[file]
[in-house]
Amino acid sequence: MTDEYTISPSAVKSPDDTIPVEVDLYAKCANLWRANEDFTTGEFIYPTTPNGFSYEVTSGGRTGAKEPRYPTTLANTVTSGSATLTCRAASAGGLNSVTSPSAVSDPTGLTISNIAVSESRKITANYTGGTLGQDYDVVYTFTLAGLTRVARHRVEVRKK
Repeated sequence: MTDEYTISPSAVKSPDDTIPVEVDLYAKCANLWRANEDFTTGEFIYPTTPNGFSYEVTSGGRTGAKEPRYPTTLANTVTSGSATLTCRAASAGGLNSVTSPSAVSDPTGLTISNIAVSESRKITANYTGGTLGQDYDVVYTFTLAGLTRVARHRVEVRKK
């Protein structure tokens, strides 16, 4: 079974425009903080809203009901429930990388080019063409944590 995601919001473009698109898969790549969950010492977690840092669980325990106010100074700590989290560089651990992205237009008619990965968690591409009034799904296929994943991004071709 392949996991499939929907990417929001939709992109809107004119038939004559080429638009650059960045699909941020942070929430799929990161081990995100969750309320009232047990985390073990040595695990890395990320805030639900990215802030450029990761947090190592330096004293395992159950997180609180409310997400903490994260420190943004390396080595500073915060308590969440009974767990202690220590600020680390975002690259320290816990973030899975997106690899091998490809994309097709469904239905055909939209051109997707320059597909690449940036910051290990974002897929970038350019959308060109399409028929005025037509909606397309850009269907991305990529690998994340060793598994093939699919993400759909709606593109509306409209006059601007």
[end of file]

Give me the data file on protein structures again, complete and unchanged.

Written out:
[in-house]
Amino acid sequence: MTDEYTISPSAVKSPDDTIPVEVDLYAKCANLWRANEDFTTGEFIYPTTPNGFSYEVTSGGRTGAKEPRYPTTLANTVTSGSATLTCRAASAGGLNSVTSPSAVSDPTGLTISNIAVSESRKITANYTGGTLGQDYDVVYTFTLAGLTRVARHRVEVRKK
Repeated sequence: MTDEYTISPSAVKSPDDTIPVEVDLYAKCANLWRANEDFTTGEFIYPTTPNGFSYEVTSGGRTGAKEPRYPTTLANTVTSGSATLTCRAASAGGLNSVTSPSAVSDPTGLTISNIAVSESRKITANYTGGTLGQDYDVVYTFTLAGLTRVARHRVEVRKK
């Protein structure tokens, strides 16, 4: 079974425009903080809203009901429930990388080019063409944590 995601919001473009698109898969790549969950010492977690840092669980325990106010100074700590989290560089651990992205237009008619990965968690591409009034799904296929994943991004071709 392949996991499939929907990417929001939709992109809107004119038939004559080429638009650059960045699909941020942070929430799929990161081990995100969750309320009232047990985390073990040595695990890395990320805030639900990215802030450029990761947090190592330096004293395992159950997180609180409310997400903490994260420190943004390396080595500073915060308590969440009974767990202690220590600020680390975002690259320290816990973030899975997106690899091998490809994309097709469904239905055909939209051109997707320059597909690449940036910051290990974002897929970038350019959308060109399409028929005025037509909606397309850009269907991305990529690998994340060793598994093939699919993400759909709606593109509306409209006059601007």